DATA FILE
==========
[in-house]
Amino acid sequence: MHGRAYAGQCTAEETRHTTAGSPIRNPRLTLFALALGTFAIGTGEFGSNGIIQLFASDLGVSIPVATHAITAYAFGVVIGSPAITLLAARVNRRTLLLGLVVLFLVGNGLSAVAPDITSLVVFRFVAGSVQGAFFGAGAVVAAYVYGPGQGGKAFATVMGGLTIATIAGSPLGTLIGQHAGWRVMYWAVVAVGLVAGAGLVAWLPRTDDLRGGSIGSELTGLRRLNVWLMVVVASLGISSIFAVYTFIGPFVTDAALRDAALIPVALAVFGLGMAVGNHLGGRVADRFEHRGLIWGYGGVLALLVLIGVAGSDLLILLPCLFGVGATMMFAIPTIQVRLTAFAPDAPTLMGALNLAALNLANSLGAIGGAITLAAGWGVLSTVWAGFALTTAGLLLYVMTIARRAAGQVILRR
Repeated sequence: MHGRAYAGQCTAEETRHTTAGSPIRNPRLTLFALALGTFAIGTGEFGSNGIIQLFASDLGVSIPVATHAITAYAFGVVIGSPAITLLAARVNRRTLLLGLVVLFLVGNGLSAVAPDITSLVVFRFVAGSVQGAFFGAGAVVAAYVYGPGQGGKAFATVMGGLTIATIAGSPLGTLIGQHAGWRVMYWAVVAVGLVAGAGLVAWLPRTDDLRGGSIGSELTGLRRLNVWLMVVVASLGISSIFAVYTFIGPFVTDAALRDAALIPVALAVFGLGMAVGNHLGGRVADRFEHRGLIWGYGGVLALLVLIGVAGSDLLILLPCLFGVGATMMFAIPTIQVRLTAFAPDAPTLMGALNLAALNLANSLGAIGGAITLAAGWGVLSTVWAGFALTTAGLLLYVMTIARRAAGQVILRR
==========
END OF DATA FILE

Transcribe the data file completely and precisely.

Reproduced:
[in-house]
Amino acid sequence: MHGRAYAGQCTAEETRHTTAGSPIRNPRLTLFALALGTFAIGTGEFGSNGIIQLFASDLGVSIPVATHAITAYAFGVVIGSPAITLLAARVNRRTLLLGLVVLFLVGNGLSAVAPDITSLVVFRFVAGSVQGAFFGAGAVVAAYVYGPGQGGKAFATVMGGLTIATIAGSPLGTLIGQHAGWRVMYWAVVAVGLVAGAGLVAWLPRTDDLRGGSIGSELTGLRRLNVWLMVVVASLGISSIFAVYTFIGPFVTDAALRDAALIPVALAVFGLGMAVGNHLGGRVADRFEHRGLIWGYGGVLALLVLIGVAGSDLLILLPCLFGVGATMMFAIPTIQVRLTAFAPDAPTLMGALNLAALNLANSLGAIGGAITLAAGWGVLSTVWAGFALTTAGLLLYVMTIARRAAGQVILRR
Repeated sequence: MHGRAYAGQCTAEETRHTTAGSPIRNPRLTLFALALGTFAIGTGEFGSNGIIQLFASDLGVSIPVATHAITAYAFGVVIGSPAITLLAARVNRRTLLLGLVVLFLVGNGLSAVAPDITSLVVFRFVAGSVQGAFFGAGAVVAAYVYGPGQGGKAFATVMGGLTIATIAGSPLGTLIGQHAGWRVMYWAVVAVGLVAGAGLVAWLPRTDDLRGGSIGSELTGLRRLNVWLMVVVASLGISSIFAVYTFIGPFVTDAALRDAALIPVALAVFGLGMAVGNHLGGRVADRFEHRGLIWGYGGVLALLVLIGVAGSDLLILLPCLFGVGATMMFAIPTIQVRLTAFAPDAPTLMGALNLAALNLANSLGAIGGAITLAAGWGVLSTVWAGFALTTAGLLLYVMTIARRAAGQVILRR